Time to cast aside sweet dreams of Lottery nirvana;Commentary;FE Focus

26th January 1996 at 00:00
Our section has staggered into 1996 after a gruelling first block. Not surprisingly, staff were hit by the flu bug and we ended up having to work out absence cover for absence cover. Oh, you poor thing. Well, plenty of hot drinks and stay in bed, yes we'll manage, we would chirrup to the croaking voice on the phone before turning grim-faced to our companions, that dwindling band, to see who would draw the short straw this time.

On one memorable occasion, as we desperately tried to contact a staff member teaching in another centre, Margo, our cleaner, stepped womanfully in and answered the phone. In her boots trimmed with tinsel, her Santa Claus hat, vacuum cleaner in one hand and phone in the other, she presented a bizarre picture of teamwork.

The past year has been a year of frustration. Numbers capping, tightened budgets, rationalisation of courses and increasing student poverty have all blunted the edge of our ambitions for the sector. Add to that the increased pressure put on staff in a "more for less" drive and you might well expect everyone to be checking their Lottery tickets very carefully.

The new year has brought former students "first-footing". Megan is now in her third year at drama college. "Can you bear a visit?" she will ask, knowing that her life is lived in primary colours and a little of her goes a long way. She keeps in touch because she believes it was her year at college which gave her the confidence to switch directions. "With the money from my first big break I'm going to buy a house in Spain," she said.

This wasn't just wishful-thinking - this was all part of Megan's long-term strategy. "I won't have a pension, you see, so when I'm older I can live there in the winter much more cheaply, and rent it out in the summer." Since she was still damp round the edges after her flat had been flooded out by burst pipes I could certainly see the attraction in her plan. Tony brought along copies of his firm's house journal complete with his photograph captioned "assistant editor". As ever, he had broken all the rules about applying for a job; he wrote a cheeky letter, included a poem, and ignored the fact they were looking for someone with a couple of years' experience.

I remember trying to be tactful about the lack-lustre quality of his intros in his work for the journalism units. "What's wrong with them?" he badgered. "Well, they're boring," I finally had to admit. Looking at his work now I can say the intros have improved.

Not everyone has been as lucky, or maybe as cheeky, as Tony. Jonathan, one of our award-winners last year, still hasn't found a permanent job, though he's looking hard and is eternally optimistic. In work or not, these former students are great ambassadors for the college and they brightened up the new year.

It always astonishes me that despite extensive marketing - and despite word-of-mouth advertising from people like Megan and Tony - further education often remains a best-kept secret. Violet, one of my flexible-learning students this session, was taken aback to find college not a bit like the schoolroom she feared years ago.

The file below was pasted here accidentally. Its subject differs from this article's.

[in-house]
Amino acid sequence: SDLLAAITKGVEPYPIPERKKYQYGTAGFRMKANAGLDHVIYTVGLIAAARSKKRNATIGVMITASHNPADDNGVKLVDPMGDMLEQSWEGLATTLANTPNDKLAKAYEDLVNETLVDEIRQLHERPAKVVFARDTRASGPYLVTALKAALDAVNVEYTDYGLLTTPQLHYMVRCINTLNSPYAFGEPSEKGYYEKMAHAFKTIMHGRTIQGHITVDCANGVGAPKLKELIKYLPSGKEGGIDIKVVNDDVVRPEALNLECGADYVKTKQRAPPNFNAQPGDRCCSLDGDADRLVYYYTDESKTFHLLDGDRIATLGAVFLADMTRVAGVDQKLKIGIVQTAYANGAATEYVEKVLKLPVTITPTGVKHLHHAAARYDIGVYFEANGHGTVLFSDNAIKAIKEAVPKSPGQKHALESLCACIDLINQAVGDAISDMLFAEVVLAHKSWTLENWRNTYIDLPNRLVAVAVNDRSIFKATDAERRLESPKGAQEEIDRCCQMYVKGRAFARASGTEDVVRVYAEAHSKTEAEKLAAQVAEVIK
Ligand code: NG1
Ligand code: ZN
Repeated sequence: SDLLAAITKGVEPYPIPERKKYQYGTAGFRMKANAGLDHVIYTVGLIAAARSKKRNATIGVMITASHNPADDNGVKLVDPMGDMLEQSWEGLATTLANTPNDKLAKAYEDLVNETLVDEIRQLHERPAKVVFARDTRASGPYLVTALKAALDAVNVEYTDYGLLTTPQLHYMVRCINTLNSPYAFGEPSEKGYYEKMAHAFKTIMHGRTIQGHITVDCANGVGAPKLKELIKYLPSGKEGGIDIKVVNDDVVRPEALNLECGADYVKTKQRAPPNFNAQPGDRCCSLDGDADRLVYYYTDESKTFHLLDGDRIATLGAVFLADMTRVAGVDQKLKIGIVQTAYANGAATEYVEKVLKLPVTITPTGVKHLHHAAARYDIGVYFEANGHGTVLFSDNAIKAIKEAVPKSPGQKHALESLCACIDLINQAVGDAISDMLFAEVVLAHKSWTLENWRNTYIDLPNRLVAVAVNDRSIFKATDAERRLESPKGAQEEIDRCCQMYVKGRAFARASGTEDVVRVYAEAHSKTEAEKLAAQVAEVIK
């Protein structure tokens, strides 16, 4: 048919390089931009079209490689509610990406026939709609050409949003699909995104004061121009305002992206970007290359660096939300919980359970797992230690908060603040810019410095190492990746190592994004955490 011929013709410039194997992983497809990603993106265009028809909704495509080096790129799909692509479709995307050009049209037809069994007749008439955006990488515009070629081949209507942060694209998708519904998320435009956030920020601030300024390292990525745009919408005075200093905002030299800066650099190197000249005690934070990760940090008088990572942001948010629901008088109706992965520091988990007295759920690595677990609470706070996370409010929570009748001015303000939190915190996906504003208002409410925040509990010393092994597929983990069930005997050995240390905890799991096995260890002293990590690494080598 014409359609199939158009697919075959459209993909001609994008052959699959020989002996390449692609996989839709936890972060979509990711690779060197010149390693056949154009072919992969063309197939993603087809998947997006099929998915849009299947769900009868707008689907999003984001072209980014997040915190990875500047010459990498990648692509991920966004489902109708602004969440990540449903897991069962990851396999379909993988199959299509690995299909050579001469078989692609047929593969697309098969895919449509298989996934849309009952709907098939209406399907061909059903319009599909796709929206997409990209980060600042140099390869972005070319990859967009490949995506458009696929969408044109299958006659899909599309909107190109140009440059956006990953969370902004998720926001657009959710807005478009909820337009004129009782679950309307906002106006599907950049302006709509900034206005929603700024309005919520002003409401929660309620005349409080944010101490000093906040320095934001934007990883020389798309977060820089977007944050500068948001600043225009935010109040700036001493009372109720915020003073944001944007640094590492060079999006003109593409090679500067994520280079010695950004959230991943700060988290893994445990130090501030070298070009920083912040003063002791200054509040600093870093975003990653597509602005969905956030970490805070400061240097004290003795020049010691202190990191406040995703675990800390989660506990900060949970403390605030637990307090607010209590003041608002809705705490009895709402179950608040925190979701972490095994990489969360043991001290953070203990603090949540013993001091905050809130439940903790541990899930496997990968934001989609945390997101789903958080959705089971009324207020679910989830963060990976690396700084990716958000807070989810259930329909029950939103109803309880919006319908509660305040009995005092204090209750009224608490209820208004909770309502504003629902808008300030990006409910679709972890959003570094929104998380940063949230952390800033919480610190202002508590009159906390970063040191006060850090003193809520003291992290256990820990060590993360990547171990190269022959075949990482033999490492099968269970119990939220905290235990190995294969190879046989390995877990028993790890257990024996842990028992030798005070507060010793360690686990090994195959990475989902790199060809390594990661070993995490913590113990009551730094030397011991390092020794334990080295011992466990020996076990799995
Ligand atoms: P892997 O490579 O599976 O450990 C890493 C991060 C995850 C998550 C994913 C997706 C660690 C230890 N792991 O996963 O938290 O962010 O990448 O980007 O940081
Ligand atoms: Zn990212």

"I thought we'd sit in rows and the teacher would give us a telling off it we talked," she confided. Made redundant when one of the big multi-nationals pulled out of the city she's dipped a toe in the water of education and has discovered it's fine.

She's become the matriarch of the group which meets each week and who have become firm friends, supporting and encouraging each other through personal triumphs and disasters' - husband's redundancies, children's illnesses, financial problems, much-wanted pregnancies. For Violet especially, it's flexible-learning in a wider sense. Janine's a young single mum in the group whose ideas on bringing up baby in the nineties are rather challenging to a traditionalist like Violet.

Mind you, Violet's picture of students sitting in neat rows and feeling overawed can seem very tempting. I've been having real problems with punctuality with one class these dark grey mornings. Crisis point was reached when 17 students trooped in at 9.20am. We had a long discussion and agreed that anyone who was later than 9am shouldn't disrupt teaching, but should rejoin the class after teabreak.

It worked. The first week, only one student was not in class before 9am. Week two, however, produced a dramatic moment. Caught by the new agreement, one student was determined not to be excluded. He marched in at 9.30am and sat down in the middle of the floor cross-legged. Nobody sang a protest song. Pity. I feel quite pleased that a student was unwilling to miss part of my class.

A surreal image is conjured up: "Go away. Have a coffee and a cigarette in the canteen. Relax." "No! No! Please let me stay here and learn how to write a report!"

The rough edges will be smoothed out before the year is much older. They will all learn to turn up on time and learn to love college. My wish for further education 1996? A better year when nobody bothers to check their Lottery numbers.

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